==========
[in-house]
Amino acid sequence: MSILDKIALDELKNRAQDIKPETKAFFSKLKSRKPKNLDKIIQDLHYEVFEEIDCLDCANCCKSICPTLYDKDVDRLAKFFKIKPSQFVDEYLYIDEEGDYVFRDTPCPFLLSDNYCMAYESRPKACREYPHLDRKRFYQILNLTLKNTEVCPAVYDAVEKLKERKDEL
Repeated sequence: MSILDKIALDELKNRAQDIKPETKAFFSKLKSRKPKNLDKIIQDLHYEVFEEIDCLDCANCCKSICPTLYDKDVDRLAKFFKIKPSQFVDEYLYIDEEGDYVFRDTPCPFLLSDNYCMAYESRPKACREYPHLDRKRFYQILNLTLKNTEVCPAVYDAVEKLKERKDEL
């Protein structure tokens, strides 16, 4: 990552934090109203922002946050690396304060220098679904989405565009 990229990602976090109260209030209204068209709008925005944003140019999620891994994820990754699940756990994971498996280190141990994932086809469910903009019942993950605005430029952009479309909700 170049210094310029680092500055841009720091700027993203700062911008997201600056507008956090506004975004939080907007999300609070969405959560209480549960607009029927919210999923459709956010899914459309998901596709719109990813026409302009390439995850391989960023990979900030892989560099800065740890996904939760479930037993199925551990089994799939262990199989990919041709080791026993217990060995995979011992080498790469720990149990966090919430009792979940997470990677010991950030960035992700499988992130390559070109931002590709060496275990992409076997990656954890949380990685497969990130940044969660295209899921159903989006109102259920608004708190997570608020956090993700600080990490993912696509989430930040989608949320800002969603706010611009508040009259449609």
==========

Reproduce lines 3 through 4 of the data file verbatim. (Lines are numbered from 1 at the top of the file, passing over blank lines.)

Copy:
Repeated sequence: MSILDKIALDELKNRAQDIKPETKAFFSKLKSRKPKNLDKIIQDLHYEVFEEIDCLDCANCCKSICPTLYDKDVDRLAKFFKIKPSQFVDEYLYIDEEGDYVFRDTPCPFLLSDNYCMAYESRPKACREYPHLDRKRFYQILNLTLKNTEVCPAVYDAVEKLKERKDEL
């Protein structure tokens, strides 16, 4: 990552934090109203922002946050690396304060220098679904989405565009 990229990602976090109260209030209204068209709008925005944003140019999620891994994820990754699940756990994971498996280190141990994932086809469910903009019942993950605005430029952009479309909700 170049210094310029680092500055841009720091700027993203700062911008997201600056507008956090506004975004939080907007999300609070969405959560209480549960607009029927919210999923459709956010899914459309998901596709719109990813026409302009390439995850391989960023990979900030892989560099800065740890996904939760479930037993199925551990089994799939262990199989990919041709080791026993217990060995995979011992080498790469720990149990966090919430009792979940997470990677010991950030960035992700499988992130390559070109931002590709060496275990992409076997990656954890949380990685497969990130940044969660295209899921159903989006109102259920608004708190997570608020956090993700600080990490993912696509989430930040989608949320800002969603706010611009508040009259449609």